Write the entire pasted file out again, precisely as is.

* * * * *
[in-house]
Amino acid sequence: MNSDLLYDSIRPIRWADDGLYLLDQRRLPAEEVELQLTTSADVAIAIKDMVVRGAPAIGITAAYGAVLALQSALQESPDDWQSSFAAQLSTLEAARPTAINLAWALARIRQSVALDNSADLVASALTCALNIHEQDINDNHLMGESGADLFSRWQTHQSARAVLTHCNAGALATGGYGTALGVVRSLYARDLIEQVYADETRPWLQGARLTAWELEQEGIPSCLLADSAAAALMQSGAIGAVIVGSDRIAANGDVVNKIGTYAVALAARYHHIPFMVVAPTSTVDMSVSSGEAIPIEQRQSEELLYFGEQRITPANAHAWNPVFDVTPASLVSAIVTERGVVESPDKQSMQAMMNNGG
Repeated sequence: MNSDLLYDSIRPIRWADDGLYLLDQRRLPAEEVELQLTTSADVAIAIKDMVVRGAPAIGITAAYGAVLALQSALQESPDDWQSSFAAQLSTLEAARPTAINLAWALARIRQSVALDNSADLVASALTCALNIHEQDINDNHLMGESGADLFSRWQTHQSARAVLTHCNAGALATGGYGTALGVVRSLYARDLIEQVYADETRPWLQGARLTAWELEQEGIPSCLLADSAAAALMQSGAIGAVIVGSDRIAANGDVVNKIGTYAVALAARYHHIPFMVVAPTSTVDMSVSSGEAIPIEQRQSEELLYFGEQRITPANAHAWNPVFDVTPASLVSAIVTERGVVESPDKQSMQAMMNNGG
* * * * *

[in-house]
Amino acid sequence: MNSDLLYDSIRPIRWADDGLYLLDQRRLPAEEVELQLTTSADVAIAIKDMVVRGAPAIGITAAYGAVLALQSALQESPDDWQSSFAAQLSTLEAARPTAINLAWALARIRQSVALDNSADLVASALTCALNIHEQDINDNHLMGESGADLFSRWQTHQSARAVLTHCNAGALATGGYGTALGVVRSLYARDLIEQVYADETRPWLQGARLTAWELEQEGIPSCLLADSAAAALMQSGAIGAVIVGSDRIAANGDVVNKIGTYAVALAARYHHIPFMVVAPTSTVDMSVSSGEAIPIEQRQSEELLYFGEQRITPANAHAWNPVFDVTPASLVSAIVTERGVVESPDKQSMQAMMNNGG
Repeated sequence: MNSDLLYDSIRPIRWADDGLYLLDQRRLPAEEVELQLTTSADVAIAIKDMVVRGAPAIGITAAYGAVLALQSALQESPDDWQSSFAAQLSTLEAARPTAINLAWALARIRQSVALDNSADLVASALTCALNIHEQDINDNHLMGESGADLFSRWQTHQSARAVLTHCNAGALATGGYGTALGVVRSLYARDLIEQVYADETRPWLQGARLTAWELEQEGIPSCLLADSAAAALMQSGAIGAVIVGSDRIAANGDVVNKIGTYAVALAARYHHIPFMVVAPTSTVDMSVSSGEAIPIEQRQSEELLYFGEQRITPANAHAWNPVFDVTPASLVSAIVTERGVVESPDKQSMQAMMNNGG